Study your flashcards anywhere!

Download the official Cram app for free >

  • Shuffle
    Toggle On
    Toggle Off
  • Alphabetize
    Toggle On
    Toggle Off
  • Front First
    Toggle On
    Toggle Off
  • Both Sides
    Toggle On
    Toggle Off
  • Read
    Toggle On
    Toggle Off

How to study your flashcards.

Right/Left arrow keys: Navigate between flashcards.right arrow keyleft arrow key

Up/Down arrow keys: Flip the card between the front and back.down keyup key

H key: Show hint (3rd side).h key

A key: Read text to speech.a key


Play button


Play button




Click to flip

23 Cards in this Set

  • Front
  • Back
What are the two major steps of DNA replication?
1. DNA is locally denatured(or unwound) to separate the two template strands in order to prepare them for base pairing.

2. New nucleotides are attached by covalent bonding to each growing strand. The sequence of the new strand is determined by the original strand.
What are the two ends to our DNA molecule?
3'-ends in -OH
5'-ends in a phosphate
Origin of replication
a sequence of nucleotides that the replication complex can attach to in order to start replication. (mostly A and T because it's easier to break the double bonds)
Replication complex
contains molecules that aid in DNA replication such as:DNA helicase, single strand binding proteins, DNA polymerase, DNA ligase.
DNA helicase
splits open the DNA by separating the nitrogen-containing bases by using hydrolysis which eliminates the hydrogen bonds.
Single Strand binding proteins
bind to the individual strands and prevent them from twisting/recoiling
Difference between the leading and lagging strand
the nucleotide strands are anti-parallel
-during replication we read the template 3' --> 5'
-we created the new strand 5' --> 3'
lagging strand
the strand where replication occurs in fragments and replication moves opposite direction of helicase
leading strand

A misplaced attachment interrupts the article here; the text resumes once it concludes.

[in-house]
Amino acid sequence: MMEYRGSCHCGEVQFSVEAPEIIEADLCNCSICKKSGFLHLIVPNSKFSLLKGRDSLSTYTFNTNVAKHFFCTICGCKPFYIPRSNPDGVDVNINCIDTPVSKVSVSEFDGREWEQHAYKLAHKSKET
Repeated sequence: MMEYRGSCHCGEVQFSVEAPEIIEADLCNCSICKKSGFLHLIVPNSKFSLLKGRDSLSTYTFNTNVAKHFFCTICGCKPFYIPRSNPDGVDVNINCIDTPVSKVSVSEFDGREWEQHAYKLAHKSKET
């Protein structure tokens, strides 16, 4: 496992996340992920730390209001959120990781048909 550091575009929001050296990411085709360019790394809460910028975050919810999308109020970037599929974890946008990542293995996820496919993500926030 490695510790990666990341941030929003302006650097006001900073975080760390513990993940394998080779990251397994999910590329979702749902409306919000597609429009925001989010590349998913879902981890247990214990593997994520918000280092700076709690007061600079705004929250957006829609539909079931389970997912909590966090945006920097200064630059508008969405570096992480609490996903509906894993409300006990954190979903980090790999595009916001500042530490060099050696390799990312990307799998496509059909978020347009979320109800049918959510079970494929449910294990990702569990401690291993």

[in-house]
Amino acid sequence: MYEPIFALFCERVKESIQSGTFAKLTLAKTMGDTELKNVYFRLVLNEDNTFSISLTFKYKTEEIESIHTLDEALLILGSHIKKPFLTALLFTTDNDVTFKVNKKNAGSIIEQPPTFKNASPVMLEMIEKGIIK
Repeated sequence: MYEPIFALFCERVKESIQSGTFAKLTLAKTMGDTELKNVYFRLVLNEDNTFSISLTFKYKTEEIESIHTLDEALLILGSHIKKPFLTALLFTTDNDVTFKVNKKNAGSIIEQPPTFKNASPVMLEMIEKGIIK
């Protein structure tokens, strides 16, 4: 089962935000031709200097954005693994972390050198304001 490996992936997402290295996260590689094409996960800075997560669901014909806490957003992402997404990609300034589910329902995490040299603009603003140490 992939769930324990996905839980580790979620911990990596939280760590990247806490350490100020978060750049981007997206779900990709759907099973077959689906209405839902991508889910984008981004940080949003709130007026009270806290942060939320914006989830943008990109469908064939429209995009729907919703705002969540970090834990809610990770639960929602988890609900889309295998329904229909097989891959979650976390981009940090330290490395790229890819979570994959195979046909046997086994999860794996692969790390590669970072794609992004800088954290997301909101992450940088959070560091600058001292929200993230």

replication occurs continuously in the same direction the helicase moves.
Step One (replication) on leading
Primase attaches to the 3' end of the template and creates a primer.
What is primase?
a sequence of RNA nucleotides typically about 10-15 nucleotides long.
Step two of replication (leading)
DNA polymerase III can now jump on the leading strand at the primer and begins making the new DNA strands by adding nucleotides.
Step 3 of replication (leading)
When DNA polymerase III hits another primer or comes to the end of the DNA template it falls off.
Step 4 of replication (leading)
DNA polymerase I joins the primer, cuts it out, adds DNA in its place.
Step 5 of replication (leading)
DNA ligase travels down the strand sticking any fragments together.
Replication step six (leading)
Template and new strand coil together to form 1 new DNA molecule.
Replication step one (lagging)
primase adds primer to exposed template strand, polymerase III adds new DNA nucleotides
Replication step two (lagging)
-helicase continues to unwind exposing nucleotides in front of the primer
-now a new primase joins the template, adds another primer
-poly 3 joins the primer and adds new nucleotides
-poly 3 falls off when it hits primer
Replication step three (lagging)
These form okasaki fragments. primer, and DNA nucleotides on new strands
-polymerase I joins the DNA, cuts off the RNA and adds DNA nucleotides
-ligase glues the fragments together to get 1 continuous strand.
Proofreading and repair
all 3 DNA polymerases have the ability to proofread the DNA sequence and make repairs.
How does it work?
DNA polymerases will remove the error and replace with a new nucleotide. Ligase will glue it in place.
Mismatch repair
occurs when there are mismatched bases
DNA polymerase goes in, removes the wrong base and adds the correct one
Excision repair
occurs when enzymes discover that 1 or more of the nucleotides are damaged.
excise repair proteins cut out the damaged nucleotide and a few adjacent nucleotides.
polymerase (I+II) replace the gaps with nucleotides. Ligase glues it together.